Have you been wondering if happiness is even possible?

Yes, it is!

Deep inside, we all want to be happy, especially in the middle part of our lives. We also seek a simple process, and a new secret to reach this lifelong goal.

Well, I have a simple answer and, of course, a longer answer.

The simple answer is: choose to be happy! It is that easy, and that hard.
If you find this difficult, you might seek this path through your work. What we do determines who we are and who we become. Since work takes up the majority of our waking time, this is a good place to start. So here is what you have been searching for all your life — a ten step proven method to happiness.
Yes, it’s that easy (and that hard!)

Step One: Describe the parts of your life you are NOT happy with

Sometimes it takes defining and writing down the things in your life that are not making you happy. Only you can define this. Be honest with yourself. This is your private list. Examine all elements of your life. Think deeply about this. Reflect deeply on your relationships, your finances, your work, your health, and most importantly, your emotional state. Are there elements in this list that you are not happy with? Identify them, and write them down.

Step Two: What needs to change now?

From the list you made in Step 1, what must change now to bring you greater happiness? What’s keeping you from moving towards what you want in your life? What is bringing you more pain than pleasure right now?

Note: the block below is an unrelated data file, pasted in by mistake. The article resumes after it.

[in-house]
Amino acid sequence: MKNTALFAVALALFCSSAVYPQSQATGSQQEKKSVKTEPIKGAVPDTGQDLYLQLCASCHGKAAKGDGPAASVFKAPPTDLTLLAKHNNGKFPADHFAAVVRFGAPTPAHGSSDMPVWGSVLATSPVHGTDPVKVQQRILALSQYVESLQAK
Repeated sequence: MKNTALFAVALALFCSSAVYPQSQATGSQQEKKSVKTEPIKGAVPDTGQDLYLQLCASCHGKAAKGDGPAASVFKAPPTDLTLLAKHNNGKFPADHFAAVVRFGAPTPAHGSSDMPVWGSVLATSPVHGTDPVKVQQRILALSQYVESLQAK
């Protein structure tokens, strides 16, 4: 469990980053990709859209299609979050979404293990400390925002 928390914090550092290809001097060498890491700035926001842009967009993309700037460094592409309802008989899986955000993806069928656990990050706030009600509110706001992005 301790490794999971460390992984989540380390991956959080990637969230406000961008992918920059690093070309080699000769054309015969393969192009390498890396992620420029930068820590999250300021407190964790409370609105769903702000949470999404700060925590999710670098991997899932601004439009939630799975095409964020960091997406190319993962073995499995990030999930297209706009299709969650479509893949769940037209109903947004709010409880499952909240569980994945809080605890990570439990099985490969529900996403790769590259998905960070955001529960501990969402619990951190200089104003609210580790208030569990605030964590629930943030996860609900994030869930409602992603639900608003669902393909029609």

There is a difference between what should change and what must change. Changing something that is not bringing you happiness is not easy. Usually people will only consider change when the pain of NOT changing is greater than the pain of changing.
What kind of trigger would make you say enough is enough? Has this trigger already occurred? Write down what must change in your life NOW.

Step Three: What work could you do for a lifetime?

I have found the best approach to achieving happiness is through our work.
Your work can give you a sense of pride, self esteem, fulfillment, and meaning. Loving your work can improve your quality of life, relationships, and emotional state. Loving your work also leads to a better financial state — once you do work you love, you will suddenly find creativity you never knew you had.

Jobs only lead to careers, which lead to retirement, and then death. Vocation is work you can do for a lifetime.
Write down the work you would love to do, and that could last your lifetime.

Step Four: Envision your perfect day

Envision right now what it would be like to live each day the rest of your life doing the work you love. Don’t just think lightly about this. Think deeply about your entire day, and include every detail. When would you get up in the morning? What would you do? Think about the pattern of your entire day and evening, centered on the work you most want to do.

This isn’t JUST a motivational exercise. You are imprinting on your mind’s eye exactly what you want, and what activities would make you happy. Be careful what you imprint, as you WILL start to move towards it.

Step Five: What are the next steps to take now?

What actions could you take today to start these new habits? Research has suggested it takes doing something seven times in a row to develop new habits. What can you do each day for the next seven days to move forward?